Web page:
Before the commercials, before the magazine covers, before the Times Square billboards, Alex Morgan was a Golden Bear.
Last week I waited for four hours for a call from the U.S. Women’s National Team star, but it never came. I was disappointed, but not surprised. Alex Morgan has a lot on her plate. Of course she had more important things to do in her last three days before leaving for England and her first Olympic Games than to talk with me.
The real surprise came the next evening when my phone rang.
“Hi, this is Alex Morgan,” an energetic voice says. “Sorry I didn’t call you yesterday. I’ve been really busy, but I always have time for a fellow Bear.”
That one sentence told me everything I needed to know about Morgan. Just a couple of weeks away from the biggest moment in her life, in the midst of a goodbye barbecue with some of her friends, it would have been easy for her to just forget about the missed interview and focus on her own priorities.
But after speaking with her for just a few sentences, it became clear just how proud she is of her former school. After all of the acclaim, Cal still holds a special spot in Alex Morgan’s heart.
Morgan, 23, has always had a future on the soccer pitch. From her Freshman All-American season in 2007 to her All-American senior season, she led the team in scoring all four years. Morgan finished her career at Cal as the Bears’ third-best all-time leading scorer, despite missing games due to commitments to the U.S. National Team.
Those National Team commitments paid off in 2011. Morgan entered the national spotlight after last year’s Women’s World Cup, as Team USA’s exciting run ended in a penalty shootout in the finals against Japan. In spite of the loss, her token pink headband, her constant smile, and her electrifying play quickly made her a fan favorite. Since the World Cup, Morgan has replaced older players like Hope Solo and Abby Wambach as the face of women’s soccer in the United States.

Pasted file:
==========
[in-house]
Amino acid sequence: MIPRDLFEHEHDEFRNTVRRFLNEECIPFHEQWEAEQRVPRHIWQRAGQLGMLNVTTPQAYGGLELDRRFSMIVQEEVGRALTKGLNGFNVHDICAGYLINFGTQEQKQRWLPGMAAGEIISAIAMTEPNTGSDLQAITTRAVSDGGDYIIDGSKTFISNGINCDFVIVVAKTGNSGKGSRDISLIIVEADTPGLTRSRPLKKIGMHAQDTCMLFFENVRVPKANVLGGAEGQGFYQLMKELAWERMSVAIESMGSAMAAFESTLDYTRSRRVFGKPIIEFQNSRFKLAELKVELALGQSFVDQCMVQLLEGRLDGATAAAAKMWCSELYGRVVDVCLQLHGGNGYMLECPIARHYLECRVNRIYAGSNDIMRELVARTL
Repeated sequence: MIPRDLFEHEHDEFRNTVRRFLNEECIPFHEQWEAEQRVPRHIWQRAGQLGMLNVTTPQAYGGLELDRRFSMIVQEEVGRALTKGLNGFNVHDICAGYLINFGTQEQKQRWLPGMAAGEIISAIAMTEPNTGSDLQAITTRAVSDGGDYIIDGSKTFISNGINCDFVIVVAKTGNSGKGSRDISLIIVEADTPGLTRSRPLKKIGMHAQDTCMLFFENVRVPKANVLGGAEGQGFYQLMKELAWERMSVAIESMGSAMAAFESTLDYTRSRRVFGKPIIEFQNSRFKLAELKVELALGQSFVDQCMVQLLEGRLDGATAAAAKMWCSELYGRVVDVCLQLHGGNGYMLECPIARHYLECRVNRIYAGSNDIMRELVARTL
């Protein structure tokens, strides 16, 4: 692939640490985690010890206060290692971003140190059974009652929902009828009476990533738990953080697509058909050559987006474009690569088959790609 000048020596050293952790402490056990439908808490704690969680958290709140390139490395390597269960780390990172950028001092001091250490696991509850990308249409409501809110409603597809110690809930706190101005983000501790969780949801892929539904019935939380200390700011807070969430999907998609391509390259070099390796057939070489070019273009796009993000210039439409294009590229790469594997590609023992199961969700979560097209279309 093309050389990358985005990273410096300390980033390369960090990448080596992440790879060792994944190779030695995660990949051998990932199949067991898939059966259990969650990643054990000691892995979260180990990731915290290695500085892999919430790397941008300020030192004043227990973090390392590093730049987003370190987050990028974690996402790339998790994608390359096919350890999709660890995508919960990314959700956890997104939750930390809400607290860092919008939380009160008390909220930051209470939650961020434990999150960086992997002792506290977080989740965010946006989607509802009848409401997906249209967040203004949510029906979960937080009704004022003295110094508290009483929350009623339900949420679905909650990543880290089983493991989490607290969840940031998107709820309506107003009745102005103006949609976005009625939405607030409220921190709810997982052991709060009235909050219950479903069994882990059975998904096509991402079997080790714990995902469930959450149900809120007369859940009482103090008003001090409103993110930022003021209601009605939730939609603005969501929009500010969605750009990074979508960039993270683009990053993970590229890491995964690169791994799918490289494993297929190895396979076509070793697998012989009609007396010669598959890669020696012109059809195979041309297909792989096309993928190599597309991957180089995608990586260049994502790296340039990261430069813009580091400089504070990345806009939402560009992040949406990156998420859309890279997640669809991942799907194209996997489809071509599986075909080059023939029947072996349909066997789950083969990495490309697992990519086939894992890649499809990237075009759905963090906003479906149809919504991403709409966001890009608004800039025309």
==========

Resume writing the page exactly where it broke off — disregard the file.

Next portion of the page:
“Things have been great since the World Cup, especially to grow the sport in the States,” Morgan says. “I’ve gained a little attention walking down the street. I’ve gained the endorsements, but life hasn’t changed too much. Nothing has significantly changed.”
Morgan credits much of her success at the professional level to the lessons she learned during her time at Cal.
“Cal definitely helped me grow as a person and grow as a player,” Morgan says. Coach (Neil) McGuire was always there for extra practice. And after I left, the athletic community is so tight … It’s a really great community.”
It was as part of that Cal community that Morgan finally realized the power of the rivalry with Stanford at the Big Game Bonfire her senior year.
“I couldn’t believe they were setting things on fire and they didn’t care,” Morgan says. “I finally realized the rivalry.”
Morgan has an array of memories from Cal to draw on. Still, winning a gold medal in the Olympics would top everything else.
“Last year in the World Cup, I thought we were the best team,” Morgan says. “Going into the Olympics I feel that we’re even better, which is funny. We’ve shown the world (in friendlies) that we’re capable of being the best. I think our chances are pretty good.”
Morgan is looking forward to nothing as much as playing in London’s iconic Wembley Stadium, where the gold medal game will be played. After playing her Cal home games at rundown Edwards Stadium, the world class stadiums that Morgan has gotten to play at have been an extra perk.
“All the stadiums have so much history,” Morgan says.
Winning a gold medal won’t be easy. But if Morgan and the rest of the U.S. Women’s National Team win one in Wembley, Morgan knows one place that will definitely be part of her victory tour: specifically, a newly renovated stadium in Strawberry Canyon.
“I haven’t been to Cal since last year when I went to a football game at (AT&T Park),” she says. “So I’m definitely going to make it to one or two games this year.”
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